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The death of Jessie, age 10

Robeir al-Faris

29 Aug 2013 6:38 pm

Islamists hold a culture of hate against Copts. Where does this lead to?

The coming days will mark the passage of some 40 days since the death of a young girl at the hands of Islamists; her only crime was that she was coming out of church. The fortieth day after a death, the arbaein, is a date that is usually marked by Egyptians in a tradition that goes back to ancient Egyptian and was then linked to the mummification process.
It is no secret that Copts in Egypt have been paying a hefty price for their opposition to political Islam and their support of a civic, democratic State. Islamists have retaliated by waging a vicious, seemingly endless war of hatred against them; the outcome being countless attacks against Copts, their churches, homes, property, and businesses. 
The hate targets Copts indiscriminately. But it is most painful when the victims are children who could have done nothing in the world to warrant such hate. The war of hate then appears to have reached new zeniths in cruelty and heartlessness.
Shot to death in front of church
A 10-year-old girl bubbling with vivacity was shot to her death by two masked men on motorbike as she emerged out of her church in Ain Shams in the east of Cairo. Her killers fled as the young girl dropped on the sidewalk, bleeding. The shooting of Jessie Boulos left a deep wound in the hearts of Copts, in fact in the hearts of all Egyptians. Jessie was an only child; the grief of her bereaved mother and father was something most of us have lost lots of sleep over. And her only crime was that she was Christian, as strongly testified to by her shooting as she left church. 
Yet this was not the first time in recent years that Christians were targeted as they left church. Perhaps the most atrocious was the bombing at the Two Saints church in Alexandria on New Year Eve 2011. Some 24 Copts were blown to smithereens as they left church after midnight service, and hundreds were injured. Egyptians will always remember that night when they couldn’t even know how many were killed because there were no bodies to count, only body parts.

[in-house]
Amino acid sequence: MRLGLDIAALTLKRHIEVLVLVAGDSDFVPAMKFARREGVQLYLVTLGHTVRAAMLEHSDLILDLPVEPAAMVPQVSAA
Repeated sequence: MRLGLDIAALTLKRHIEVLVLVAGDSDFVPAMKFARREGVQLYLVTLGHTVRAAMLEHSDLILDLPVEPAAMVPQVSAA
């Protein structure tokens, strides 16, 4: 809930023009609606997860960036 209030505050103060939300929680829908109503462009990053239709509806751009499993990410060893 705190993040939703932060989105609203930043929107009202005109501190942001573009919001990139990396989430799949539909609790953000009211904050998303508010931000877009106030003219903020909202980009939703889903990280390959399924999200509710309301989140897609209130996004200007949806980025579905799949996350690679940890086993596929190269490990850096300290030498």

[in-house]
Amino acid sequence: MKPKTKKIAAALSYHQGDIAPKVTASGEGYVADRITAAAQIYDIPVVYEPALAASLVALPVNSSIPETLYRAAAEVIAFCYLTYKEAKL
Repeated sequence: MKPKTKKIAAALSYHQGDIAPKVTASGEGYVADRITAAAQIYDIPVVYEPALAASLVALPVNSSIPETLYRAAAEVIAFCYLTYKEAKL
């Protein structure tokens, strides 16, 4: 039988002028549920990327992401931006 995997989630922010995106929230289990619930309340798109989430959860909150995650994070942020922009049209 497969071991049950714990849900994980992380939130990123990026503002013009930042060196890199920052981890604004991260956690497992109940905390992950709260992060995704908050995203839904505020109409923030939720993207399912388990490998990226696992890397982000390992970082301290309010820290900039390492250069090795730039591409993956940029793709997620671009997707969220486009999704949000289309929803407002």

Less than a year earlier, on 6 January 2010—Christmas Eve for Copts—six Copts were shot dead just as they left church after Midnight Mass in the Upper Egyptian town of Nag Hammadi. A Muslim friend who had gone to meet them as they left was also killed. 
Historical fact
When we use the word ‘hate’, we do not mean it as a metaphor or exaggeration, but rather as a historically confirmed fact. Since its foundation in 1928, the Muslim Brotherhood propagated a culture of hate, fanaticism and grudge; a matter observed and warned against by Egyptian enlightenment figures, among them the modern philosopher and writer Salama Moussa (1887 – 1958).
This hate was harshly manifested early in 1952, again before Coptic Christmas. In the wake of a dispute over a plot of land in Suez used as a cemetery for Copts, the MB led an attack against the Copts; the Copts were burned alive, carried overhead and paraded in Suez streets. They were then cast into the courtyard of the local church. The horrendous atrocity was new to Egypt, yet the MB claimed Christians were infidels and, as such, it was the command of Allah to kill them.
The hate crimes against Copts never stopped, to this day, the only difference being that these crimes are no longer the monopoly of the MB; Jihadis and Gamaa Islamiya and other Islamist groups that branched off from the MB have consistently propagated hate and incited against Christians.
The hate is not only manifested in the seizure of Christian lives. It rears its ugly head in such mundane activities as the fatwa (Islamic legal edict) not to greet Christians, eat or drink with them, take them as friends or visit them. Going into their churches, as in case of a wedding or funeral, has been likened to going into brothels or gambling casinos, places of big sin. Yet the history of Islamist terrorism records not a single attack of the sinful brothel or casino, whereas it brims full of attacks against churches and Christians. 
More to come?
MB fatwas justify the hate and violence. Abdallah al-Khateeb, the MB mufti—a mufti is one authorised to issue fatwas—issued a fatwa which was published in the MB mouthpiece al-Daawa (The Call) magazine in 1981, that rejected the building or restoration of any church in Egypt since they are “houses of apostasy”.
After the ousting of the Islamist president Mursi, Copts sense an outrageous hate campaign against them, on account of their [predictable] opposition to Mursi and support of his ouster. Especially in rural areas where poor education makes individuals more susceptible to unquestioningly responding to hate campaigns in the name of Allah, Copts have been unfailingly attacked by the day. In Luxor, Assiut, Minya, and Beni Sweif in the south; in Rafah and Arish to the northeast; and Matrouh to the northwest; Islamists have since 30 June killed some ten Copts and injured dozens as they attacked the Copts and burned churches, plundered and burned Coptic homes, businesses, and vehicles; and ruined their livelihoods.
The outer walls of many churches all over Egypt are today sprayed with graffiti which carries grating threats of death to the Copts and their Pope Tawadros II. A video recently circulated on social networking shows a woman in niqab, the Islamic full face veil, screaming: “Christians, you live among us, and we’re going to set you on fire”. Is this a harbinger of more terrorist operations to come?
WATANI International
30 August 2013
 


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